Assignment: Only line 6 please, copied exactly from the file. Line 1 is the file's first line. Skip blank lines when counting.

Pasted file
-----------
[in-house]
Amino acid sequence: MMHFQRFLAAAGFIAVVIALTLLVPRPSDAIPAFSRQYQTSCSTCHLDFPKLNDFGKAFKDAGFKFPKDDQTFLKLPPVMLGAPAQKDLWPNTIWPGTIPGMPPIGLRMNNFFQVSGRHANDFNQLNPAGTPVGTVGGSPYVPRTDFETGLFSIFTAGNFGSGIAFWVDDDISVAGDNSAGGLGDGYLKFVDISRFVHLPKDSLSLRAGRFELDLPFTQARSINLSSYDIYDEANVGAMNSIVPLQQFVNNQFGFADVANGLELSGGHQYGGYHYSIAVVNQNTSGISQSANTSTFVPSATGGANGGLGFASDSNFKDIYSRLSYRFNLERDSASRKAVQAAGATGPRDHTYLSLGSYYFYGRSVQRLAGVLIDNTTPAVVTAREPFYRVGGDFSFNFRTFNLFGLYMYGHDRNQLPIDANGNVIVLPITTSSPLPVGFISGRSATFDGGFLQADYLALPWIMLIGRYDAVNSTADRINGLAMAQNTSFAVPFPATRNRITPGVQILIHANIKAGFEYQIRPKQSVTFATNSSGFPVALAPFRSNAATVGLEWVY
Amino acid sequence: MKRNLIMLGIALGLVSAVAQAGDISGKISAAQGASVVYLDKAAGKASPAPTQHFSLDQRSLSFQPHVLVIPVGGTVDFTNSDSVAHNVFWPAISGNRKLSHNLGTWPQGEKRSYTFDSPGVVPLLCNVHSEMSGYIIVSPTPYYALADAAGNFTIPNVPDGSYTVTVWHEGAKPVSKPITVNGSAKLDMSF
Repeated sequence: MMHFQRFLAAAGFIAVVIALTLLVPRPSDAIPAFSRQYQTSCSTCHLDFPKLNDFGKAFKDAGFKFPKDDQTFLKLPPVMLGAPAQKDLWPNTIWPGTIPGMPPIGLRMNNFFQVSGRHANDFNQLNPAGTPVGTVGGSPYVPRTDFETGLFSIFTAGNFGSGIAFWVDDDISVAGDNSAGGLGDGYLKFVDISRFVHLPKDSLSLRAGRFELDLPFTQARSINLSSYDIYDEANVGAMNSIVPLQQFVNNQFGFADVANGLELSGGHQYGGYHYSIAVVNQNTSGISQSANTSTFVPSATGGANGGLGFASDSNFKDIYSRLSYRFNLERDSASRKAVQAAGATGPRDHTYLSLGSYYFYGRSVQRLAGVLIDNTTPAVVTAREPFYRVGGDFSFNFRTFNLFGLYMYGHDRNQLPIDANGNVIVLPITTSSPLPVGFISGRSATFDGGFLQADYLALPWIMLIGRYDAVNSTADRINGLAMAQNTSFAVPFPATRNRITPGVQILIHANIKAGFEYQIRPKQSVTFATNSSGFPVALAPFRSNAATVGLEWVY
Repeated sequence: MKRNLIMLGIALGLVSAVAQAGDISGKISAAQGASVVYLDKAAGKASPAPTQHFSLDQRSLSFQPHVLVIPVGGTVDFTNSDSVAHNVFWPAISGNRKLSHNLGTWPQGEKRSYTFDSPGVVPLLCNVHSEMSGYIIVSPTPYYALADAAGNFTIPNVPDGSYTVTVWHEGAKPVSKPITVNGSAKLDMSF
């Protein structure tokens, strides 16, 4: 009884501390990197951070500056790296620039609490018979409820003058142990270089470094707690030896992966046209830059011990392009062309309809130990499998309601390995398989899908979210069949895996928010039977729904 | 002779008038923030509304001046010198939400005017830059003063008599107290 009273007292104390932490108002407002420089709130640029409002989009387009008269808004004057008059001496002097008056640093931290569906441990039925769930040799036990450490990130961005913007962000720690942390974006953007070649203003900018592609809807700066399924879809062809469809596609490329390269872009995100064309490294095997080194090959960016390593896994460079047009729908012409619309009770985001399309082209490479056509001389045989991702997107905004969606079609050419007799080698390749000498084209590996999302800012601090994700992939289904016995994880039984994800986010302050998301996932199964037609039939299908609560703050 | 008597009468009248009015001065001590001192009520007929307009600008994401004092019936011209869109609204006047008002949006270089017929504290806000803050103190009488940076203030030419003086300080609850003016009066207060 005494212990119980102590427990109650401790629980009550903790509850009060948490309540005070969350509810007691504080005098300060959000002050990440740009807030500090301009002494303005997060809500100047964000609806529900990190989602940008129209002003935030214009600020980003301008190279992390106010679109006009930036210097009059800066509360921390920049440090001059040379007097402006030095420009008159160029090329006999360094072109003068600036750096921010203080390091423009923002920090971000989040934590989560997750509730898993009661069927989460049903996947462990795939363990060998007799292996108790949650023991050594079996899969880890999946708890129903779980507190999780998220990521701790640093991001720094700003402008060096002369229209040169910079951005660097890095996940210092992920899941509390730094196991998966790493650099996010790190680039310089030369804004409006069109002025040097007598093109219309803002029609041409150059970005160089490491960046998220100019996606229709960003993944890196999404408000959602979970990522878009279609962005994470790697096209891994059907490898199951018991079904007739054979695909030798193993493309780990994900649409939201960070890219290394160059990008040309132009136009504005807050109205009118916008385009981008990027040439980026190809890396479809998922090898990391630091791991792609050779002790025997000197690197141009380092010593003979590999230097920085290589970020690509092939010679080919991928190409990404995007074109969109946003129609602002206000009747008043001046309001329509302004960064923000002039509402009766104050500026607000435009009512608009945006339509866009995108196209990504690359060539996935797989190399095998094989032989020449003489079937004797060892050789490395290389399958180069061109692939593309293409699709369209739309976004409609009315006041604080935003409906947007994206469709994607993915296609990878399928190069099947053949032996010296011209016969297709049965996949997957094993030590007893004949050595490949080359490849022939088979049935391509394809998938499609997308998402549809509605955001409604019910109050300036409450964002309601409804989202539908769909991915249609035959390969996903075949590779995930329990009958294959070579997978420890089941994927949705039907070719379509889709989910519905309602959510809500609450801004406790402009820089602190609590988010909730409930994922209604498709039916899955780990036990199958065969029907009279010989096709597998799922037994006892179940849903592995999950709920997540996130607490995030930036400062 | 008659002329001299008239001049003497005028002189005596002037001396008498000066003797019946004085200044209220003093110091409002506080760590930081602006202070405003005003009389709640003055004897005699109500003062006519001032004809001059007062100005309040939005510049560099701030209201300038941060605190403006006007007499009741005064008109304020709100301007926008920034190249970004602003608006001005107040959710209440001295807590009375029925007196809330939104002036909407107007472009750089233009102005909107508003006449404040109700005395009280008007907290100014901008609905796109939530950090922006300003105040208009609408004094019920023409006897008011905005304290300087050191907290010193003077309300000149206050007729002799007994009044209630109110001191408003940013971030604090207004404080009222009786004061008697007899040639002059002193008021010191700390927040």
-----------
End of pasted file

């Protein structure tokens, strides 16, 4: 009884501390990197951070500056790296620039609490018979409820003058142990270089470094707690030896992966046209830059011990392009062309309809130990499998309601390995398989899908979210069949895996928010039977729904 | 002779008038923030509304001046010198939400005017830059003063008599107290 009273007292104390932490108002407002420089709130640029409002989009387009008269808004004057008059001496002097008056640093931290569906441990039925769930040799036990450490990130961005913007962000720690942390974006953007070649203003900018592609809807700066399924879809062809469809596609490329390269872009995100064309490294095997080194090959960016390593896994460079047009729908012409619309009770985001399309082209490479056509001389045989991702997107905004969606079609050419007799080698390749000498084209590996999302800012601090994700992939289904016995994880039984994800986010302050998301996932199964037609039939299908609560703050 | 008597009468009248009015001065001590001192009520007929307009600008994401004092019936011209869109609204006047008002949006270089017929504290806000803050103190009488940076203030030419003086300080609850003016009066207060 005494212990119980102590427990109650401790629980009550903790509850009060948490309540005070969350509810007691504080005098300060959000002050990440740009807030500090301009002494303005997060809500100047964000609806529900990190989602940008129209002003935030214009600020980003301008190279992390106010679109006009930036210097009059800066509360921390920049440090001059040379007097402006030095420009008159160029090329006999360094072109003068600036750096921010203080390091423009923002920090971000989040934590989560997750509730898993009661069927989460049903996947462990795939363990060998007799292996108790949650023991050594079996899969880890999946708890129903779980507190999780998220990521701790640093991001720094700003402008060096002369229209040169910079951005660097890095996940210092992920899941509390730094196991998966790493650099996010790190680039310089030369804004409006069109002025040097007598093109219309803002029609041409150059970005160089490491960046998220100019996606229709960003993944890196999404408000959602979970990522878009279609962005994470790697096209891994059907490898199951018991079904007739054979695909030798193993493309780990994900649409939201960070890219290394160059990008040309132009136009504005807050109205009118916008385009981008990027040439980026190809890396479809998922090898990391630091791991792609050779002790025997000197690197141009380092010593003979590999230097920085290589970020690509092939010679080919991928190409990404995007074109969109946003129609602002206000009747008043001046309001329509302004960064923000002039509402009766104050500026607000435009009512608009945006339509866009995108196209990504690359060539996935797989190399095998094989032989020449003489079937004797060892050789490395290389399958180069061109692939593309293409699709369209739309976004409609009315006041604080935003409906947007994206469709994607993915296609990878399928190069099947053949032996010296011209016969297709049965996949997957094993030590007893004949050595490949080359490849022939088979049935391509394809998938499609997308998402549809509605955001409604019910109050300036409450964002309601409804989202539908769909991915249609035959390969996903075949590779995930329990009958294959070579997978420890089941994927949705039907070719379509889709989910519905309602959510809500609450801004406790402009820089602190609590988010909730409930994922209604498709039916899955780990036990199958065969029907009279010989096709597998799922037994006892179940849903592995999950709920997540996130607490995030930036400062 | 008659002329001299008239001049003497005028002189005596002037001396008498000066003797019946004085200044209220003093110091409002506080760590930081602006202070405003005003009389709640003055004897005699109500003062006519001032004809001059007062100005309040939005510049560099701030209201300038941060605190403006006007007499009741005064008109304020709100301007926008920034190249970004602003608006001005107040959710209440001295807590009375029925007196809330939104002036909407107007472009750089233009102005909107508003006449404040109700005395009280008007907290100014901008609905796109939530950090922006300003105040208009609408004094019920023409006897008011905005304290300087050191907290010193003077309300000149206050007729002799007994009044209630109110001191408003940013971030604090207004404080009222009786004061008697007899040639002059002193008021010191700390927040």